With the nightlife scene taking a hiatus during the Holy Month, late-night happenings become all about the social gatherings at suhoors.
Most of them follow a similar protocol, with guests sitting under a tent, puffing away on shisha and filling up on Arab food.
But Music Hall at Dubai’s Jumeirah Zabeel Saray hotel has opted to try something different and revive an age-old Ramadan tradition.
This month, the venue’s usual eclectic roster of musicians from across the globe will be replaced with what could best be described as a cultural journey through Arabian musical history.
Michel Elefteriades, the Lebanese-Greek owner of Music Hall, a business he launched in Beirut, explains the thinking behind his Masrah Ramadan event.
With the choice of either closing down for Ramadan or choosing something the fits the spirit of the occasion, Elefteriades opted for the latter. But he didn’t want to organise your average suhoor.
“When I saw what everyone else was doing, I saw there was room for innovation,” he says.
“Usually, they just have an oud player in the corner, then they put lanterns everywhere. It’s very kitsch and plastic.”
So Music Hall is attempting to revive Masrah [Arabic for theatre] Ramadan, a tradition that dates back centuries across the Middle East.
In Ramadans of yesteryear in some parts of the Arab world, after breaking their fast, people would pack out the theatres to hear songs that were in the spirit of Ramadan.
“I thought we revive this and be more creative in making something that is entertaining for the people, yet respectful of the spirit of the Holy Month,” explains Elefteriades.
Each night five different singers from various parts of the Arab World, including the Gulf, Lebanon, Egypt and North Africa, will perform.
They will be backed by a musical ensemble known as a takht – a small orchestra made up of traditional instruments, such as the oud, the qanun, the violin and the flute. “It’s all classy classical music,” insists Elefteriades. “It will be nothing cheesy or kitsch.”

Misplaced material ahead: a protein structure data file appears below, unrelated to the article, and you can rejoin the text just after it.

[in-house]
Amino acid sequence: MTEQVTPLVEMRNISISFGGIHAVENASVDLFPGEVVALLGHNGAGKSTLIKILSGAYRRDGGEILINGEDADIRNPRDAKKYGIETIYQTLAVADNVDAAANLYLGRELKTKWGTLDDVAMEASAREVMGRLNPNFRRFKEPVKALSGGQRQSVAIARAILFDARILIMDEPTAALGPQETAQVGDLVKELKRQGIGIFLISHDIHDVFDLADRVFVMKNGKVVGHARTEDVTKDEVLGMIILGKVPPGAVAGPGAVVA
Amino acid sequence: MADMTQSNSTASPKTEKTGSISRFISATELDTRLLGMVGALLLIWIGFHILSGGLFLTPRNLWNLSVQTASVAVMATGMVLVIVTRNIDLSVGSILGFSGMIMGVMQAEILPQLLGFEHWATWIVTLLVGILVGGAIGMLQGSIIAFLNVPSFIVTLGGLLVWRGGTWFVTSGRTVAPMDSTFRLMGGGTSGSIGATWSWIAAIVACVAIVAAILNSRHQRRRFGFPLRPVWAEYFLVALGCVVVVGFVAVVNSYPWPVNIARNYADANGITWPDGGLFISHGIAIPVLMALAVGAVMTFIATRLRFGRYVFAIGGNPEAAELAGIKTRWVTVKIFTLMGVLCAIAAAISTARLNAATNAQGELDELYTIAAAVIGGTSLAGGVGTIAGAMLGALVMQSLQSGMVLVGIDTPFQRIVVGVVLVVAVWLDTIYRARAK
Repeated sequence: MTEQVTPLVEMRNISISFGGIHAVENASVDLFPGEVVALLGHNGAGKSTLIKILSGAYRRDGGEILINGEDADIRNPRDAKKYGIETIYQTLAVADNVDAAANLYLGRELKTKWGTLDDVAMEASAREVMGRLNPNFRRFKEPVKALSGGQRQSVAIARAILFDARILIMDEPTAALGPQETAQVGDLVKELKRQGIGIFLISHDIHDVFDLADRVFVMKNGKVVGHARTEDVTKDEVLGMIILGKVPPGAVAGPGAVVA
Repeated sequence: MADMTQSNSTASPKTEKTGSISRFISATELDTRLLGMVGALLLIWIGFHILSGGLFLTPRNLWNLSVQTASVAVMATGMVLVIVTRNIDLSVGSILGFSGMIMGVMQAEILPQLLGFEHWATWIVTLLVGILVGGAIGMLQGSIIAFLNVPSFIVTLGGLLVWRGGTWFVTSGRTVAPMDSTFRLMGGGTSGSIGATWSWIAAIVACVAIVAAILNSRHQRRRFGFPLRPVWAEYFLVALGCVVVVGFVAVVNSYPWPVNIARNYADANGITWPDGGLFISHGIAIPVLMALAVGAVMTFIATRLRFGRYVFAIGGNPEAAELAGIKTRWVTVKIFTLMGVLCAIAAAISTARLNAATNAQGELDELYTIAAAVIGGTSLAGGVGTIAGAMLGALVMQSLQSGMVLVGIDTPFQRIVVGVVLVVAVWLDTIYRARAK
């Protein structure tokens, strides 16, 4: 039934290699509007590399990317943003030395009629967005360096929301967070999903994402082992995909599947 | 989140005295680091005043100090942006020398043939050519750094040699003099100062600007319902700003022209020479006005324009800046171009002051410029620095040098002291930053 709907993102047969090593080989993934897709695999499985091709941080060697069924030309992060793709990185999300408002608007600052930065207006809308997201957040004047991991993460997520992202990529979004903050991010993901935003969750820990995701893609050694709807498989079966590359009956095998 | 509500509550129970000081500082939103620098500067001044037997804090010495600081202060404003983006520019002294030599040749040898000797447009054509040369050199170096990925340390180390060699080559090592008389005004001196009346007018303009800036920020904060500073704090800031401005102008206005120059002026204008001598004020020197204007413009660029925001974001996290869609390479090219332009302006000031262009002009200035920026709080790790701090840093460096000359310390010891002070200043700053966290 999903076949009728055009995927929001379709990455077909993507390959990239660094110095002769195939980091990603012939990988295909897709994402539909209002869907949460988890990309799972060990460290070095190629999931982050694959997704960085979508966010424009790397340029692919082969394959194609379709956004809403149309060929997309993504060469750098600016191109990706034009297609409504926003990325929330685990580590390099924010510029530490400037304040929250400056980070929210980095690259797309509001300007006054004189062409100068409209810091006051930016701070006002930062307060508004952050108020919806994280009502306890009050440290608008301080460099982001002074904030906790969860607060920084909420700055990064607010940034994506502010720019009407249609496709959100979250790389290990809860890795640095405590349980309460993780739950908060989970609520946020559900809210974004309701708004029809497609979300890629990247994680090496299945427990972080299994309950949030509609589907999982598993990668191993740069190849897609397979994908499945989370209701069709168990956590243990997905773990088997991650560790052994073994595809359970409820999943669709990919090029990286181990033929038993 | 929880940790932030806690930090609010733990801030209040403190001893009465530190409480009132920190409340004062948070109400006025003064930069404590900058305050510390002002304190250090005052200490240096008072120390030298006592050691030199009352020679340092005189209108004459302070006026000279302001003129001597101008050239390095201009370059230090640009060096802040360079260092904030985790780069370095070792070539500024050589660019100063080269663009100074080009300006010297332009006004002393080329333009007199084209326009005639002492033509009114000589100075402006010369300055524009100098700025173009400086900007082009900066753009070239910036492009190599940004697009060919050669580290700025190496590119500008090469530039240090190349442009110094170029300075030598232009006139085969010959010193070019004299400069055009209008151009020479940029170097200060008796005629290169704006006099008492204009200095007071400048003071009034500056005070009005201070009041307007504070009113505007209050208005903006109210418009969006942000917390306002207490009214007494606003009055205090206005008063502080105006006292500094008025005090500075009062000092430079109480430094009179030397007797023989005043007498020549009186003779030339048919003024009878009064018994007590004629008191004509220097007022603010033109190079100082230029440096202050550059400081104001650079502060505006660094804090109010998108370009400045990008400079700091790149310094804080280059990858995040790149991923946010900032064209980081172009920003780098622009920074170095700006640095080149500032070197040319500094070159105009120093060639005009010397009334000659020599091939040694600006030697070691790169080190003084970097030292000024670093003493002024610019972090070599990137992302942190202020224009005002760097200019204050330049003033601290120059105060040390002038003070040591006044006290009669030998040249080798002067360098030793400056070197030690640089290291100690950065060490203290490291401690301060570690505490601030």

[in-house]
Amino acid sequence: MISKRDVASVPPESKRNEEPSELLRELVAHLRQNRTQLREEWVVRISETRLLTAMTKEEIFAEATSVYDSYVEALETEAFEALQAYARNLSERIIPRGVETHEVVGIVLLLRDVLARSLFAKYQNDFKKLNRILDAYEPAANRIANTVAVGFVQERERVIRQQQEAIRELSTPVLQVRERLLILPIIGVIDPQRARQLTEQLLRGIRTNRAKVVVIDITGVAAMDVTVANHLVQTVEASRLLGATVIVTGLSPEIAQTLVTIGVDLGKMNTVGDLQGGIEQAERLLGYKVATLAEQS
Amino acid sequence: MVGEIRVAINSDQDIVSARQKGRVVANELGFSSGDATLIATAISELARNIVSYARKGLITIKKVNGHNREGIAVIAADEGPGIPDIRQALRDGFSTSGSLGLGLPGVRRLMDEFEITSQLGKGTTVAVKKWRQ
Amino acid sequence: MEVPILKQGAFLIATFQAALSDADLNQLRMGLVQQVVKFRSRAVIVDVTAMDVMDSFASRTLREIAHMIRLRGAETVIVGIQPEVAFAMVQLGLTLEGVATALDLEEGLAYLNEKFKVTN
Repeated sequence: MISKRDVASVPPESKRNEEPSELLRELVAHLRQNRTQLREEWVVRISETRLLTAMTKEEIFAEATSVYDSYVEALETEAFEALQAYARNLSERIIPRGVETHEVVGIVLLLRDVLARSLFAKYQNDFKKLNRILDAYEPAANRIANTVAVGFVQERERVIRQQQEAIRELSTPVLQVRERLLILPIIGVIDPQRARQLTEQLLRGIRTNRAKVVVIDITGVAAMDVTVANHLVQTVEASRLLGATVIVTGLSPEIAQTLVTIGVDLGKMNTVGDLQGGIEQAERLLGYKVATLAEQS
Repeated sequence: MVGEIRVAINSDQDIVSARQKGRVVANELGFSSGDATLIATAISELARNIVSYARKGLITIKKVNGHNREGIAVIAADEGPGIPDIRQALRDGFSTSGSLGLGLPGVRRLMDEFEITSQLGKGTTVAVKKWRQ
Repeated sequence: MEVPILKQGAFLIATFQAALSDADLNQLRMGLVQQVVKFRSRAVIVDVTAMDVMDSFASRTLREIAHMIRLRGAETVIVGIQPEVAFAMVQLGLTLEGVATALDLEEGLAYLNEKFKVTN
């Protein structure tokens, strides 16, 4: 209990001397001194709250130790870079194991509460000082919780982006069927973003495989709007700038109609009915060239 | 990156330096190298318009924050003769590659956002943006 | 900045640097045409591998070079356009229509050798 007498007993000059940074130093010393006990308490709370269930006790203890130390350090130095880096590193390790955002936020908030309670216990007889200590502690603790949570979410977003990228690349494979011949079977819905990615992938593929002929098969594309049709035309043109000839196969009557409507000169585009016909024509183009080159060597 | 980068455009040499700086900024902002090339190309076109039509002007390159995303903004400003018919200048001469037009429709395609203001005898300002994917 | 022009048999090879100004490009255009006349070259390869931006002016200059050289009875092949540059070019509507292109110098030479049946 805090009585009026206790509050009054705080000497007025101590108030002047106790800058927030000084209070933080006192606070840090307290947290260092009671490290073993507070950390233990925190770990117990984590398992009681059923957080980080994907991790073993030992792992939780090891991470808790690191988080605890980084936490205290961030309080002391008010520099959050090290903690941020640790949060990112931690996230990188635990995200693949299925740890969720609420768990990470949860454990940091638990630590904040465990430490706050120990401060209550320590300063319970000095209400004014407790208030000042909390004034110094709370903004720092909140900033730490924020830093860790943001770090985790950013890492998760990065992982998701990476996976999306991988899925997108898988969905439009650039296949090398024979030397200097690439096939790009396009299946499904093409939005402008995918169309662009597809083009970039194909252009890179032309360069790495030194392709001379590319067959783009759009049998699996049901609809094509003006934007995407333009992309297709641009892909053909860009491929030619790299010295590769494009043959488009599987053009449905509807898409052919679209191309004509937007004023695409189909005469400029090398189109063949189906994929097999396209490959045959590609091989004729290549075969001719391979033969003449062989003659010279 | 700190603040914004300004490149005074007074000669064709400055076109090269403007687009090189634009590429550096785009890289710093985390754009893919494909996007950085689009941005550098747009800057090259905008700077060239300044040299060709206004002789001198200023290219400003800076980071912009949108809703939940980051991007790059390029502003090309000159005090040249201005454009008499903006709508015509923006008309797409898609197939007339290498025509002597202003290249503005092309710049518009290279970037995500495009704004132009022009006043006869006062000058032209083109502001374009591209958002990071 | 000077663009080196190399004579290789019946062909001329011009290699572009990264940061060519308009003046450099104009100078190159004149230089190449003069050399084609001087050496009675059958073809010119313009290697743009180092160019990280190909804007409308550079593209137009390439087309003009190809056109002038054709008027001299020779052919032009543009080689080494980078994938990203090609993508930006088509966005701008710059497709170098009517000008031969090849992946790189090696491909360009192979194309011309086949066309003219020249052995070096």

To further the nostalgic ambience, early 20th-century documentary footage from the Arab capitals of Beirut, Cairo and Jerusalem will be projected onto the walls.
Expect songs and sounds that reach back in time through Arabic history.
“Each part of the Arab world has its own golden era. It’s a very eclectic approach for each culture,” says Elefteriades.
“For Lebanese music, the golden era was the 1940s and 1950s. We even go back to Andalusian times, when the Muslims ruled part of Spain. For them, the golden era was much, much earlier – about 600 years ago.”
Respect for the season
Elefteriades insists that the shows will comply with the rules and regulations of Ramadan in the UAE.
“We’re not making an event that will make people get up and dance. It’s for listening, much more than for dancing,” he insists. “Also, this is a tradition that has lasted for a very, very long time. It’s part of the spirit of making good music during Ramadan – it has been around for a long time. So it’s really about reviving an old tradition.”
Elefteriades believes the show will be a truly edifying experience, to both Arabs and non-Arabs.
“If someone likes really good music and is open minded, they will love it and discover a style of music they never heard before,” he says.
“The artists are really amazing. They are great artists from all over the Arab world. This could be a programme for a cultural festival in Europe.”
He adds: “I’m really excited about it. I don’t know how the people will react, but I know I have done something good.”
The Masrah Ramadan event at the Jumeirah Zabeel Saray hotel runs every night during Ramadan from 9pm to 2am. There is minimum spend per person of Dh115. For details, go to www.themusichall.com. For reservations call 04 447 6646
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